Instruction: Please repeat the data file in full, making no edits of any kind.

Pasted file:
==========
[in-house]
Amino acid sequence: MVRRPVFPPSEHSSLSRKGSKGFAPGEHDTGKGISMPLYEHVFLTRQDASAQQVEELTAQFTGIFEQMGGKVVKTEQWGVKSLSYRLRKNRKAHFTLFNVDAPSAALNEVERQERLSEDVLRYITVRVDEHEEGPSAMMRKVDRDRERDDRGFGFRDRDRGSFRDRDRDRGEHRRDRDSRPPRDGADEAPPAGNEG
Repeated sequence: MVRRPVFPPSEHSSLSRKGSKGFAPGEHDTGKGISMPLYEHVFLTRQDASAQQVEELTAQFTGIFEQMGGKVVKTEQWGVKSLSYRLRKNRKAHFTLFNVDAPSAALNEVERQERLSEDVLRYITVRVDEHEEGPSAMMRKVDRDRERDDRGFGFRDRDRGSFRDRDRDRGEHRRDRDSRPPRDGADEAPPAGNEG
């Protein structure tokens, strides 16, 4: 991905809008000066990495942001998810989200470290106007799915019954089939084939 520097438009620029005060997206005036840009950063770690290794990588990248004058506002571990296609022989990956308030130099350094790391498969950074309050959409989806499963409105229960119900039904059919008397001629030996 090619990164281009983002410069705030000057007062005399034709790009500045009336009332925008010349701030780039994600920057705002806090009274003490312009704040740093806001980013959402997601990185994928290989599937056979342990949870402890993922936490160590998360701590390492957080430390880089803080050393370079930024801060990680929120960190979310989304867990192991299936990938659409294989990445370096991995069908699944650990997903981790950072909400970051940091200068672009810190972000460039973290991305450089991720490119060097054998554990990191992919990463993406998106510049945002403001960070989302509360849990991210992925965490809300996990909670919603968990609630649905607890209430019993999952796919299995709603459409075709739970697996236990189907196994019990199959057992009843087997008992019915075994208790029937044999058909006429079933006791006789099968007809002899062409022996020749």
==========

[in-house]
Amino acid sequence: MVRRPVFPPSEHSSLSRKGSKGFAPGEHDTGKGISMPLYEHVFLTRQDASAQQVEELTAQFTGIFEQMGGKVVKTEQWGVKSLSYRLRKNRKAHFTLFNVDAPSAALNEVERQERLSEDVLRYITVRVDEHEEGPSAMMRKVDRDRERDDRGFGFRDRDRGSFRDRDRDRGEHRRDRDSRPPRDGADEAPPAGNEG
Repeated sequence: MVRRPVFPPSEHSSLSRKGSKGFAPGEHDTGKGISMPLYEHVFLTRQDASAQQVEELTAQFTGIFEQMGGKVVKTEQWGVKSLSYRLRKNRKAHFTLFNVDAPSAALNEVERQERLSEDVLRYITVRVDEHEEGPSAMMRKVDRDRERDDRGFGFRDRDRGSFRDRDRDRGEHRRDRDSRPPRDGADEAPPAGNEG
């Protein structure tokens, strides 16, 4: 991905809008000066990495942001998810989200470290106007799915019954089939084939 520097438009620029005060997206005036840009950063770690290794990588990248004058506002571990296609022989990956308030130099350094790391498969950074309050959409989806499963409105229960119900039904059919008397001629030996 090619990164281009983002410069705030000057007062005399034709790009500045009336009332925008010349701030780039994600920057705002806090009274003490312009704040740093806001980013959402997601990185994928290989599937056979342990949870402890993922936490160590998360701590390492957080430390880089803080050393370079930024801060990680929120960190979310989304867990192991299936990938659409294989990445370096991995069908699944650990997903981790950072909400970051940091200068672009810190972000460039973290991305450089991720490119060097054998554990990191992919990463993406998106510049945002403001960070989302509360849990991210992925965490809300996990909670919603968990609630649905607890209430019993999952796919299995709603459409075709739970697996236990189907196994019990199959057992009843087997008992019915075994208790029937044999058909006429079933006791006789099968007809002899062409022996020749």